"Chłopiec siedzący na tamtej ławce jest moim synem."

Translation:The boy sitting on that bench is my son.

December 30, 2015

This discussion is locked.


the boy who sits on that bench is ma son


Well, clearly the boy 'is sitting' there right now, and not generally. So I think this should be the only tense acceptable.


I don't think that's clear at all. He might eat lunch on the same bench every day, and that might be the way the listener identifies him.


Would it also make sense sense to say "Chłopcem siedzącym na tamtej ławce jest mój syn"?


It's the boy sitting on the bench, who is defined by being someone's son, rather than someone's son being defined as a boy sitting on a bench.


If 'siedzący na tamtej ławce' were set off with commas, would that be better, worse, or niether?


I think it wouldn't be wrong, but rather strange, in my opinion at least. So you want to make that part an inclusion - okay, it works. "Chłopiec jest moim synem" is a fine sentence on its own, so is "The boy is my son". But your Polish sentence is like "The boy, who (by the way) is sitting on that bench, is my son". I just think it feels more natural to use "the boy sitting on that bench" as one noun phrase.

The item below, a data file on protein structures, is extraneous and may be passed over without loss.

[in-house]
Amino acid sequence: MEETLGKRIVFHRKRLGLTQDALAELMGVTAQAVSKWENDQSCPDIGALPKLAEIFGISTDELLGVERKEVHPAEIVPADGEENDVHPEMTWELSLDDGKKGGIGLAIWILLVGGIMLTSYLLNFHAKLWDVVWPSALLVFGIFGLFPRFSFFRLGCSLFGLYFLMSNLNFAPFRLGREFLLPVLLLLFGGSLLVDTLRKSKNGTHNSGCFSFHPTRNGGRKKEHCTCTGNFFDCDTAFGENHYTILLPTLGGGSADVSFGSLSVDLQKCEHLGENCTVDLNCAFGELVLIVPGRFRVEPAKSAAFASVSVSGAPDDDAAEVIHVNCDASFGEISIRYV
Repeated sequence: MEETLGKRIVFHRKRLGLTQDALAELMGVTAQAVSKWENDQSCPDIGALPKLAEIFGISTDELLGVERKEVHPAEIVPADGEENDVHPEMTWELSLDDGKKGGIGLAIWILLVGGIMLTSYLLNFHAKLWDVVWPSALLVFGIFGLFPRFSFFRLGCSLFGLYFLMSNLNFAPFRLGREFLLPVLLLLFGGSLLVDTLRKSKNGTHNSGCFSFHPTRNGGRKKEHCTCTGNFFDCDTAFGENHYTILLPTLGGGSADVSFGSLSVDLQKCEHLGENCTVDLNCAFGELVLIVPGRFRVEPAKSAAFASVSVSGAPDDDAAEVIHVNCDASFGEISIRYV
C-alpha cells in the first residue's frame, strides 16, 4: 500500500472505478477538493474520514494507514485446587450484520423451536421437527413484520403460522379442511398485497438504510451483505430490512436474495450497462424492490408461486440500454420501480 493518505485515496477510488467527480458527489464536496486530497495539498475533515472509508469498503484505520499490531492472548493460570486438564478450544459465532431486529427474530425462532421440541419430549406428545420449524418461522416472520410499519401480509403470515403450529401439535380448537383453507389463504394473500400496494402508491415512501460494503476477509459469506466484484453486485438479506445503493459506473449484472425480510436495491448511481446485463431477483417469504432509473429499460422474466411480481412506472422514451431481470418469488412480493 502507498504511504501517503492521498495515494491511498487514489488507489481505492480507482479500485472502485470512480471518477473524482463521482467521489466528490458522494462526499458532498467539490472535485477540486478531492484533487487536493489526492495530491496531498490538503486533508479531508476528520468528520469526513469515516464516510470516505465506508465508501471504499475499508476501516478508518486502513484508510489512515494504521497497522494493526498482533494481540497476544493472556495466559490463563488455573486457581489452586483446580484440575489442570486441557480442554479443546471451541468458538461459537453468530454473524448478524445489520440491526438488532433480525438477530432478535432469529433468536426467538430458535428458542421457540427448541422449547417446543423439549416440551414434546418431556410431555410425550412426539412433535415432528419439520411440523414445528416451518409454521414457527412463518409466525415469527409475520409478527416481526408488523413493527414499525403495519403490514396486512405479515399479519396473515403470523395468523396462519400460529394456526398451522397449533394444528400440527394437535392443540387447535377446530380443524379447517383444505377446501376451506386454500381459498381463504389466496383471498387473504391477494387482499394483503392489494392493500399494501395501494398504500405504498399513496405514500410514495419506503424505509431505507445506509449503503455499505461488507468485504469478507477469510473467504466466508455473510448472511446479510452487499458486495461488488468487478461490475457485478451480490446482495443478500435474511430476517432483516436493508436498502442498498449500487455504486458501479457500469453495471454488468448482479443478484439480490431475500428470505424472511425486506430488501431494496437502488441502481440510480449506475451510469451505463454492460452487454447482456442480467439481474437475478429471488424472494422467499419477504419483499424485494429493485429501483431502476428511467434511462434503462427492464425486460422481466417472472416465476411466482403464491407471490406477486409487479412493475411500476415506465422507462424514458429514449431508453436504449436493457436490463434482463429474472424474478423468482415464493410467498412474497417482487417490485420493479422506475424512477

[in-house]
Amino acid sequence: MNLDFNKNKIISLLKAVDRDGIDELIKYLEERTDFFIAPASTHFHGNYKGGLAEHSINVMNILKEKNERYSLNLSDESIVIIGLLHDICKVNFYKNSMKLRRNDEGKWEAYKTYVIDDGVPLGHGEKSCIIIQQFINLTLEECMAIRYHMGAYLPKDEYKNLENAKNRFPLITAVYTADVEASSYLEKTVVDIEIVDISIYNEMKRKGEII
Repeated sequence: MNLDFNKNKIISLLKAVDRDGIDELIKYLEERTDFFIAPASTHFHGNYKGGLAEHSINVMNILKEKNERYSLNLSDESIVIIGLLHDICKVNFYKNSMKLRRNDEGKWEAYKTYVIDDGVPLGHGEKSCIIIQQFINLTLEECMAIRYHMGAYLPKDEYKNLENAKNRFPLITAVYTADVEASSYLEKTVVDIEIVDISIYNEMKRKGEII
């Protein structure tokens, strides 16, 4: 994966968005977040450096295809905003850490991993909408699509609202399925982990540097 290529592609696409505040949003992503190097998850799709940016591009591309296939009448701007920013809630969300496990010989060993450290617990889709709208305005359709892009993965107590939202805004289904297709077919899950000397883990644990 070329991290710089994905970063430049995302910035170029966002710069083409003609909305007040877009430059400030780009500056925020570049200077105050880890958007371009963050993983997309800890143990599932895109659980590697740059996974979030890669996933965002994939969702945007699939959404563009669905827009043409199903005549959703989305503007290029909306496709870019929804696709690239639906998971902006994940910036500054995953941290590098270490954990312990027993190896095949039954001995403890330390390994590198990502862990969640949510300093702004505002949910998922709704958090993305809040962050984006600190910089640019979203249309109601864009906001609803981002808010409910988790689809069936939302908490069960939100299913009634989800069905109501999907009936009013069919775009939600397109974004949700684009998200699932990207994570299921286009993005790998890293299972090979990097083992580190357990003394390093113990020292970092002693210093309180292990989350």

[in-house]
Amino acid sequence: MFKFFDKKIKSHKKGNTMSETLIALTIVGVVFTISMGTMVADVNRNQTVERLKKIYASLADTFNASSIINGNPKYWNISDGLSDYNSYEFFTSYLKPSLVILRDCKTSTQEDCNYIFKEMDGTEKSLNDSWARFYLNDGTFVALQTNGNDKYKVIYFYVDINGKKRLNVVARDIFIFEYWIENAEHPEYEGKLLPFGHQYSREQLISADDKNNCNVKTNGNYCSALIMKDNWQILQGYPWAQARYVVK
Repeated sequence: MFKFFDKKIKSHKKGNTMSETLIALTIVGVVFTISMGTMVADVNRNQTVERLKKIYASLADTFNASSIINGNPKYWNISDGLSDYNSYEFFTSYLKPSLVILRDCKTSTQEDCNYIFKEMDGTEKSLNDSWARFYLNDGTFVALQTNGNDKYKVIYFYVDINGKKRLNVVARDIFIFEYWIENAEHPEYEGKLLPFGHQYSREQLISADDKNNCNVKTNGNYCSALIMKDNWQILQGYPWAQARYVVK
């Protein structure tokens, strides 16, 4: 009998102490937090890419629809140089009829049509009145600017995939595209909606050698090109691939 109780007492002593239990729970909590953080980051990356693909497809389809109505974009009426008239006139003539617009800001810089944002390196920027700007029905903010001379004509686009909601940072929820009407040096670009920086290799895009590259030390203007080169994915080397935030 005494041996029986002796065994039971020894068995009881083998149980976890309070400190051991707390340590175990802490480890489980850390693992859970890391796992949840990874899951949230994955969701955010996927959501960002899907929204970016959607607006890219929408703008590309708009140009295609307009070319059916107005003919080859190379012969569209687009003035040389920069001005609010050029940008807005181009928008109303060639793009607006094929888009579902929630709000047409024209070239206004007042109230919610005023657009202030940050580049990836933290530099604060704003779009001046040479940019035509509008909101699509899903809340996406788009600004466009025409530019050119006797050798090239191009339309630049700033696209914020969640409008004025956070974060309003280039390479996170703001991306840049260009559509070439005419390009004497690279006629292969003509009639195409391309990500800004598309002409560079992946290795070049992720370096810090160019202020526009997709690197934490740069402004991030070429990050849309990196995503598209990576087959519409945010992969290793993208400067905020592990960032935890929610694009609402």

So: if you want the relative clause or participial phrase to be restrictive, omit the commas, just like in English. (I think that in Russian the commas are required, whether the clause/phrase is restrictive or not.)


I've entered this sentence structure into both the Russian and the Polish corpus and it turns out that nearly all Russian sentences included a comma, whereas in Polish, fewer than one in ten sentences had it.


There were not enough words to make a full sebtebce, and therefore I got a failure.....


There is a possibility that there was some bug, but we would need to see a screenshot to figure it out.

I know there was a bug on the app where not all the tiles fit in the screen unless you put the phone in horizontal mode, maybe that's what it was.


"A boy sitting on that bench is my son" This sentence was not accepted. Please revise :)


Did you mean 'advise'?

We need the definite article here. Remove the middle part and we get "A boy is my son".

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